Rochester schools renew focus on special-education issue

Jul 28, 2011 by

For years, the City School District has been placing a disproportionate number of minority students into special education programs, prompting criticism that it unnecessarily labels black and Hispanic children and landing it under a state mandate to fix the problem.

Not only are minority students — particularly young black men — overrepresented in programs for students with disabilities, they also tend to be suspended at higher rates.

Now city school leaders want to correct that problem with a new initiative that aims to cut the number of minority students placed in special education programs who do not belong in them. The effort also strives to reduce the number of suspensions.

The school district has been working with researchers from New York University to study the problem and develop a plan to correct it. Those researchers spent the past school year studying 10 Rochester schools to identify the reasons for both the over-identification and the high number of suspensions.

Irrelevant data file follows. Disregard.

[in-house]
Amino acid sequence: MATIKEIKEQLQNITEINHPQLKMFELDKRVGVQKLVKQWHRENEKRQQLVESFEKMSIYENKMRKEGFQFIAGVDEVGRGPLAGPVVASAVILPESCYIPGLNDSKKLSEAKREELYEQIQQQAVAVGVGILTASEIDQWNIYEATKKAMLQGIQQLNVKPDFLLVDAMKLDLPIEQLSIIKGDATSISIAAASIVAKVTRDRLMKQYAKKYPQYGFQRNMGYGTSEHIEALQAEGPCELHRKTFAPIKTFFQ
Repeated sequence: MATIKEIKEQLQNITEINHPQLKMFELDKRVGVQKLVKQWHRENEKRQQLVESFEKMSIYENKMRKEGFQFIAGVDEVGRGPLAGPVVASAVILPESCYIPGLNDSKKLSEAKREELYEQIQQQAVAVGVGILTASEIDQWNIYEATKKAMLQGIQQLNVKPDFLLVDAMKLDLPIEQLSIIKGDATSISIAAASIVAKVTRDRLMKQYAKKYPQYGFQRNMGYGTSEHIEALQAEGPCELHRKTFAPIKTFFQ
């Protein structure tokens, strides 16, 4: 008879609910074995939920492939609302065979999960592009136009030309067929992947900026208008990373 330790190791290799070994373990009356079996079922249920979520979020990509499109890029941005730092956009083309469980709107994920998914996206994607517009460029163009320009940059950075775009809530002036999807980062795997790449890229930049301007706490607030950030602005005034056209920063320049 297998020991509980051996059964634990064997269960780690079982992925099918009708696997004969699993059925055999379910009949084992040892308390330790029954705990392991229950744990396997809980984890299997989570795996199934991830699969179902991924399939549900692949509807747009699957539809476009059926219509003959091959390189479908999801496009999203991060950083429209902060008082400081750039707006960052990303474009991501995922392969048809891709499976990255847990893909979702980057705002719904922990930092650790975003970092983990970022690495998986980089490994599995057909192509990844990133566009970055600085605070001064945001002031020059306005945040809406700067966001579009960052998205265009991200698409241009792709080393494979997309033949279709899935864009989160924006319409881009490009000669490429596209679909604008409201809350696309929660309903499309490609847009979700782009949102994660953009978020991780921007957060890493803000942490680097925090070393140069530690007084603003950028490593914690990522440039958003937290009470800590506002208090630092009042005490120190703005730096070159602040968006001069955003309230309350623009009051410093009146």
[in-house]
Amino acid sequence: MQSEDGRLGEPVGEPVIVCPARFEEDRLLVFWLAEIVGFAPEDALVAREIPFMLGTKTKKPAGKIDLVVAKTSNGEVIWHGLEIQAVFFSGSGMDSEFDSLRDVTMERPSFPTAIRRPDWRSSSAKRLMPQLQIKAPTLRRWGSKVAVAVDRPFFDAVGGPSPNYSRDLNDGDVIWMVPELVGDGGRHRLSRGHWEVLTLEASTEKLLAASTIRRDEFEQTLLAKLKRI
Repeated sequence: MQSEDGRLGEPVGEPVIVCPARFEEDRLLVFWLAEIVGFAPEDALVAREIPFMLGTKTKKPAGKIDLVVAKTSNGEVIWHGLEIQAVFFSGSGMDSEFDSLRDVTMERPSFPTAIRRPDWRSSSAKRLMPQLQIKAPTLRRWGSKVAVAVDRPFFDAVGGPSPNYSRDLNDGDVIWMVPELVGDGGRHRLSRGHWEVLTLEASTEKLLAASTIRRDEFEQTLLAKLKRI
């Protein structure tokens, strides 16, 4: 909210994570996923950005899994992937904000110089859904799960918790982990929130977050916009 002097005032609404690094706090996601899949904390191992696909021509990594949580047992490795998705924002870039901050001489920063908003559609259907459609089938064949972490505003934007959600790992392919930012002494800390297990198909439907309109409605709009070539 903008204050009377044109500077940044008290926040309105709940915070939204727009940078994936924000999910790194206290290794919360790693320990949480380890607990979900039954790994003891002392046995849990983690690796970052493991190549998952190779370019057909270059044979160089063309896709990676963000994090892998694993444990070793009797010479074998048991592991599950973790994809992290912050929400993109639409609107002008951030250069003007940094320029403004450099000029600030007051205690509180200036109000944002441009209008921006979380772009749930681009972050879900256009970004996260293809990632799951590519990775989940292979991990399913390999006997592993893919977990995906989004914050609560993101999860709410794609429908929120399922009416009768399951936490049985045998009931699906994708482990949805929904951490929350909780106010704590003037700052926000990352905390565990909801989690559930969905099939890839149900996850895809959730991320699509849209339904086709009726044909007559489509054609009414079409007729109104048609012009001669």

They found that in many cases, school staff did not efficiently communicate with parents about the needs of their children. In others, teachers and school staff did not have a good understanding of their students’ varying cultural backgrounds, something that will affect how they behave in the classroom and interact with others. As a result, some students were unnecessarily disciplined.

“We need to know more about the children we teach,” said Adeyemi Stembridge, one of the researchers. “It’s critically important that we seek to know more about the experiences of the people we wish to serve.”

The City School District’s problem with over-identifying minority students for special education dates back decades. In 1981, parents and advocates filed a class action lawsuit alleging that the school district failed to properly evaluate students for special education, resulting in students who could have succeeded in regular classrooms being labeled and placed in programs for students with disabilities. They also said that parents were excluded from decisions affecting their children. The lawsuit resulted in a series of court orders that governed the city’s special education system from 1983 to 2002.

via Rochester schools renew focus on special-education issue | Democrat and Chronicle |

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